A Newsnight poll suggests British adults are split on whether family and medical professionals should face prosecution if they help people who won’t die from their condition but are physically incapable of committing suicide.
A random sample of one thousand adults were asked to consider scenarios around assisted dying for both people with terminal illnesses and for those with painful, incurable conditions that will not kill them.
If a person with an incurable and painful illness or condition from which they will not die, wants to commit suicide but is physically incapable of doing so, 46 percent of those asked felt a family member or close friend should be allowed by law to help them end their life without fear of prosecution; 45 percent disagreed.
When asked to consider a person with a painful illness or condition from which they will die 69 percent of people felt a family member or close friend should be allowed to help them end their life with out fear of prosecution, if they were physically incapable. This compares to 73 percent of people asked in January 2010.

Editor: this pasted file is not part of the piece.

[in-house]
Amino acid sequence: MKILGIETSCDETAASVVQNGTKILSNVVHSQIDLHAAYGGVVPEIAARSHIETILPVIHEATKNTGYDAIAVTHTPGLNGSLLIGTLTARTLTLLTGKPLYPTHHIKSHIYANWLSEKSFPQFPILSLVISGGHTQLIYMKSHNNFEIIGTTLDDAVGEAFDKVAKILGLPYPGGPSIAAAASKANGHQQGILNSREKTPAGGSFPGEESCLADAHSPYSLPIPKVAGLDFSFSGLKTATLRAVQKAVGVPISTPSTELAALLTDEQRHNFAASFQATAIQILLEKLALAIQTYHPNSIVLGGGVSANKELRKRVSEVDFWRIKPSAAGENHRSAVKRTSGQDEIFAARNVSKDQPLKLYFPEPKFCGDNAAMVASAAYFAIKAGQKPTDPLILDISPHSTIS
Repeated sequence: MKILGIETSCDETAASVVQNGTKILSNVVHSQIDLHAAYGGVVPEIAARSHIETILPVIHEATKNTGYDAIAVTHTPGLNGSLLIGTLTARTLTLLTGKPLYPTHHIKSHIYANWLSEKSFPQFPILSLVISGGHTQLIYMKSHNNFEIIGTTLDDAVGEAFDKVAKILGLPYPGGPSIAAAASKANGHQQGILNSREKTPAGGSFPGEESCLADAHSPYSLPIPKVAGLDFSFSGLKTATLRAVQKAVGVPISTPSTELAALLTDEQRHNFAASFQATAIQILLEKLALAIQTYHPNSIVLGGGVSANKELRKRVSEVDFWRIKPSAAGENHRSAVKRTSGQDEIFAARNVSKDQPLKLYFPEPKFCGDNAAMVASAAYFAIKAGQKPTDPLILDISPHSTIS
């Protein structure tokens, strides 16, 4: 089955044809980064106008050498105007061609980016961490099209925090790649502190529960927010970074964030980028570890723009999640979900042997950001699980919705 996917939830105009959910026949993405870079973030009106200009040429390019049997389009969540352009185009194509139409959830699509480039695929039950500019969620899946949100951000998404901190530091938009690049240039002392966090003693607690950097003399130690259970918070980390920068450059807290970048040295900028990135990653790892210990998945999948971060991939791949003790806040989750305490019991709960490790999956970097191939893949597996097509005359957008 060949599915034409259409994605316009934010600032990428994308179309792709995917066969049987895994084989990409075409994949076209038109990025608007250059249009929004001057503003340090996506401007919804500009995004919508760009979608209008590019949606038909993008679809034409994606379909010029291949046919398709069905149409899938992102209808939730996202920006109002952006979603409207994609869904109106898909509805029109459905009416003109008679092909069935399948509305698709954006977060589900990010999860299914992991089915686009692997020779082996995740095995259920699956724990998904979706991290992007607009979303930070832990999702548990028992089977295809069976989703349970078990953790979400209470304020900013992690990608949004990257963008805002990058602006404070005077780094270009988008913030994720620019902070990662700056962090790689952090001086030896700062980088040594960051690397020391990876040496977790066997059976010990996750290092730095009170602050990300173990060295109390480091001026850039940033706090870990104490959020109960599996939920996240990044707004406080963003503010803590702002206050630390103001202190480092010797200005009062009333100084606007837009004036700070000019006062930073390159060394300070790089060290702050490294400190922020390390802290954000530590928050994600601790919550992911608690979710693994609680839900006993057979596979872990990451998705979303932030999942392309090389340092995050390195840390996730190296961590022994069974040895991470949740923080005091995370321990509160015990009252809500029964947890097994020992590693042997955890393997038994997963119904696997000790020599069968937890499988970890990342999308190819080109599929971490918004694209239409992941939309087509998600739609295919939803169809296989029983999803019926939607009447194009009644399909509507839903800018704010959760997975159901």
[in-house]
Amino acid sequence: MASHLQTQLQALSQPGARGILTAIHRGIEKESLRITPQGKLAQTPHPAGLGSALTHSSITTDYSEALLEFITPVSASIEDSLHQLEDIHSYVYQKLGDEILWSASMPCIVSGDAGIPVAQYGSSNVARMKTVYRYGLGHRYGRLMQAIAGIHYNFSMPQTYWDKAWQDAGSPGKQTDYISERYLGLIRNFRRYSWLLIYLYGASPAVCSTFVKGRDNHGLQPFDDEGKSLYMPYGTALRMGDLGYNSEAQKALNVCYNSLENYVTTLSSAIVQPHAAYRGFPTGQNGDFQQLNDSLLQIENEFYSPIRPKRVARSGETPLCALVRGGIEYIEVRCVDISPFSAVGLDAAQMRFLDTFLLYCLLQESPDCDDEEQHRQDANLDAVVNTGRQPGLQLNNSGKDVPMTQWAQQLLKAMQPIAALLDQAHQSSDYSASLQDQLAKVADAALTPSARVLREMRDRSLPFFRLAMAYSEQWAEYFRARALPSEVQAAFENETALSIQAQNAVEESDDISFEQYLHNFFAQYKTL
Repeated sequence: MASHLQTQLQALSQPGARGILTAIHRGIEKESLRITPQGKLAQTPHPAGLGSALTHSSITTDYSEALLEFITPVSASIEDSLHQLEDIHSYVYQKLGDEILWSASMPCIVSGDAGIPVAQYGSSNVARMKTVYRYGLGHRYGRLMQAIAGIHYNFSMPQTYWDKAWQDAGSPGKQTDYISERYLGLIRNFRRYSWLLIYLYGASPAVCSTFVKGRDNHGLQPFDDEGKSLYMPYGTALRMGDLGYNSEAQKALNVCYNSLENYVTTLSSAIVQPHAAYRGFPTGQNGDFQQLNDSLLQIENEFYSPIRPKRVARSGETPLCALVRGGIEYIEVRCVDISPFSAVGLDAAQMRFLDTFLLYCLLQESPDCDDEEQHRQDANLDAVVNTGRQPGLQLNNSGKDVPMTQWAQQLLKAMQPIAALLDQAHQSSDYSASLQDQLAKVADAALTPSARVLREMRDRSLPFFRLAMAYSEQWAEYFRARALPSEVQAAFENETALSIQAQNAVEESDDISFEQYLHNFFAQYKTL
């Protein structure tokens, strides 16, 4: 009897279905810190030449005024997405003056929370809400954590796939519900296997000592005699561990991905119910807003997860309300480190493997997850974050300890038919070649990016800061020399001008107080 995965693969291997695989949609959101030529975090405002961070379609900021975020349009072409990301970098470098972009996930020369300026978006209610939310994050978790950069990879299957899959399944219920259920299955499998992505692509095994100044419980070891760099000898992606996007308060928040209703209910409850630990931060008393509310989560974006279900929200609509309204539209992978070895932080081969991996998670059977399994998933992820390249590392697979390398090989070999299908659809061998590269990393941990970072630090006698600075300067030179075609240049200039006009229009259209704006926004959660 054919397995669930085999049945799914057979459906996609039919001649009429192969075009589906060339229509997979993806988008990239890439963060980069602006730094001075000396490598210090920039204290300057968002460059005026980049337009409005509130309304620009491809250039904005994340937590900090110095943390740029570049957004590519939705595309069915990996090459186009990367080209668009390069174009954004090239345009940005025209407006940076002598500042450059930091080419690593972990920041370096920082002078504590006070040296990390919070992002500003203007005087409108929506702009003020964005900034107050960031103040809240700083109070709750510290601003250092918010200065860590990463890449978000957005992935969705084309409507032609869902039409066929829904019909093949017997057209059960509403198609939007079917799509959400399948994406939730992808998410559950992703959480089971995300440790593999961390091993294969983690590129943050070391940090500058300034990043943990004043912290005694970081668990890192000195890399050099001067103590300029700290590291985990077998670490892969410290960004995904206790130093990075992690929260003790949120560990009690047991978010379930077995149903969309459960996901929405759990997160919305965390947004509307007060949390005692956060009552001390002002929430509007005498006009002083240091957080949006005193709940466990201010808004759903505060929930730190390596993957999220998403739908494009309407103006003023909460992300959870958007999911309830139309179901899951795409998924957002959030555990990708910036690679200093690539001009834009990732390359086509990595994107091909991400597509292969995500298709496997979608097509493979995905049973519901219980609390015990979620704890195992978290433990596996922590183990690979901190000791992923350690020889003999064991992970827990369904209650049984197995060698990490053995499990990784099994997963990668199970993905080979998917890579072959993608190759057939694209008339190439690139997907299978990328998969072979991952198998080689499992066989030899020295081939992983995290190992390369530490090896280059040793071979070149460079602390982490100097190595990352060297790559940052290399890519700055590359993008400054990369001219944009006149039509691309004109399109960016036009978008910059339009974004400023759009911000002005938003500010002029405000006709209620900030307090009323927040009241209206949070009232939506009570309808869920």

The survey was commissioned ahead of tonight’s special programme ‘Choosing to Die: Newsnight Debate’ on BBC Two 10pm. Jeremy Paxman speaks to Terry Pratchett about his BBC documentary, and a panel of studio guests debate the controversial issues surrounding assisted dying.
The survey was undertaken by Comres and compared with a survey using the same questions carried out by the company in January 2010. Rhe full data is available at http://www.comres.co.uk/bbcnewsnightassistedsuicidepolljun11.aspx
ComRes interviewed 1000 GB adults by telephone between 10th and 12th June 2011. Data were weighted to be representative of all adults by gender, age group, social class and region. ComRes is a member of the British Polling Council and abides by its rules.